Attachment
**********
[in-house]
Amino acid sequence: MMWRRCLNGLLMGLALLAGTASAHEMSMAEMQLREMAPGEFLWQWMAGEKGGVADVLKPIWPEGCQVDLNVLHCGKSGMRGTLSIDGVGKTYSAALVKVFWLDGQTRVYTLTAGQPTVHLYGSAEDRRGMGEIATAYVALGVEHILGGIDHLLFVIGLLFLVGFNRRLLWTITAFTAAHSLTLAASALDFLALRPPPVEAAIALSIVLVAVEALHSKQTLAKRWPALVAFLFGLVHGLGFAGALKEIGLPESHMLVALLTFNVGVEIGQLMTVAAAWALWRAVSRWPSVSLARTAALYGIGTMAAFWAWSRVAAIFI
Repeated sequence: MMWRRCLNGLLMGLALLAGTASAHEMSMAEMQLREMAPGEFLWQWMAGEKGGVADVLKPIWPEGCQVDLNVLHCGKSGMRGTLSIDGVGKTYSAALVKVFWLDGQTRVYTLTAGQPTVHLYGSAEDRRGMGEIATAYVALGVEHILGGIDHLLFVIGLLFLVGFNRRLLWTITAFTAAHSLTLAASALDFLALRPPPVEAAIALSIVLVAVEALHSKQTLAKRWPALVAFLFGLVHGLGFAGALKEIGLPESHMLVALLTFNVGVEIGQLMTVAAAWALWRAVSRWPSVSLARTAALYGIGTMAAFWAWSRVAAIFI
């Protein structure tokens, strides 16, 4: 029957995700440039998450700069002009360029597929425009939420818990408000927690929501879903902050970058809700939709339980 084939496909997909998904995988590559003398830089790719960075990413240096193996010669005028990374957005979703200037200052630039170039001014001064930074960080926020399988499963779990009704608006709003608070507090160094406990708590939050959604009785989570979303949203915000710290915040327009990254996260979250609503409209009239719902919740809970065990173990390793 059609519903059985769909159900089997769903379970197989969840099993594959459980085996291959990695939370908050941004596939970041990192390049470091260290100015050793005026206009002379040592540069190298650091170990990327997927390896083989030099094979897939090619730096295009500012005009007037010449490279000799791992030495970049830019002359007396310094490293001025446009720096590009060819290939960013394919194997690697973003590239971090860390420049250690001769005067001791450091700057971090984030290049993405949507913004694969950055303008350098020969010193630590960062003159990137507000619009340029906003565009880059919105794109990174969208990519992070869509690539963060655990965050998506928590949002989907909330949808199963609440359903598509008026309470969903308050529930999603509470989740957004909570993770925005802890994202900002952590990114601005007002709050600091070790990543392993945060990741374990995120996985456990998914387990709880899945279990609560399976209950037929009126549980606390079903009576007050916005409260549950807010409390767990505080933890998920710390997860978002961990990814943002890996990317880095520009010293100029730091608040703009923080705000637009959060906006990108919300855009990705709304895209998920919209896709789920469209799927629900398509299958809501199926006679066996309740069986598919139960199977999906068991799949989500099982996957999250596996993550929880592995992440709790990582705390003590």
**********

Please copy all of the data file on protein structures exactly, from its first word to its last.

[in-house]
Amino acid sequence: MMWRRCLNGLLMGLALLAGTASAHEMSMAEMQLREMAPGEFLWQWMAGEKGGVADVLKPIWPEGCQVDLNVLHCGKSGMRGTLSIDGVGKTYSAALVKVFWLDGQTRVYTLTAGQPTVHLYGSAEDRRGMGEIATAYVALGVEHILGGIDHLLFVIGLLFLVGFNRRLLWTITAFTAAHSLTLAASALDFLALRPPPVEAAIALSIVLVAVEALHSKQTLAKRWPALVAFLFGLVHGLGFAGALKEIGLPESHMLVALLTFNVGVEIGQLMTVAAAWALWRAVSRWPSVSLARTAALYGIGTMAAFWAWSRVAAIFI
Repeated sequence: MMWRRCLNGLLMGLALLAGTASAHEMSMAEMQLREMAPGEFLWQWMAGEKGGVADVLKPIWPEGCQVDLNVLHCGKSGMRGTLSIDGVGKTYSAALVKVFWLDGQTRVYTLTAGQPTVHLYGSAEDRRGMGEIATAYVALGVEHILGGIDHLLFVIGLLFLVGFNRRLLWTITAFTAAHSLTLAASALDFLALRPPPVEAAIALSIVLVAVEALHSKQTLAKRWPALVAFLFGLVHGLGFAGALKEIGLPESHMLVALLTFNVGVEIGQLMTVAAAWALWRAVSRWPSVSLARTAALYGIGTMAAFWAWSRVAAIFI
């Protein structure tokens, strides 16, 4: 029957995700440039998450700069002009360029597929425009939420818990408000927690929501879903902050970058809700939709339980 084939496909997909998904995988590559003398830089790719960075990413240096193996010669005028990374957005979703200037200052630039170039001014001064930074960080926020399988499963779990009704608006709003608070507090160094406990708590939050959604009785989570979303949203915000710290915040327009990254996260979250609503409209009239719902919740809970065990173990390793 059609519903059985769909159900089997769903379970197989969840099993594959459980085996291959990695939370908050941004596939970041990192390049470091260290100015050793005026206009002379040592540069190298650091170990990327997927390896083989030099094979897939090619730096295009500012005009007037010449490279000799791992030495970049830019002359007396310094490293001025446009720096590009060819290939960013394919194997690697973003590239971090860390420049250690001769005067001791450091700057971090984030290049993405949507913004694969950055303008350098020969010193630590960062003159990137507000619009340029906003565009880059919105794109990174969208990519992070869509690539963060655990965050998506928590949002989907909330949808199963609440359903598509008026309470969903308050529930999603509470989740957004909570993770925005802890994202900002952590990114601005007002709050600091070790990543392993945060990741374990995120996985456990998914387990709880899945279990609560399976209950037929009126549980606390079903009576007050916005409260549950807010409390767990505080933890998920710390997860978002961990990814943002890996990317880095520009010293100029730091608040703009923080705000637009959060906006990108919300855009990705709304895209998920919209896709789920469209799927629900398509299958809501199926006679066996309740069986598919139960199977999906068991799949989500099982996957999250596996993550929880592995992440709790990582705390003590």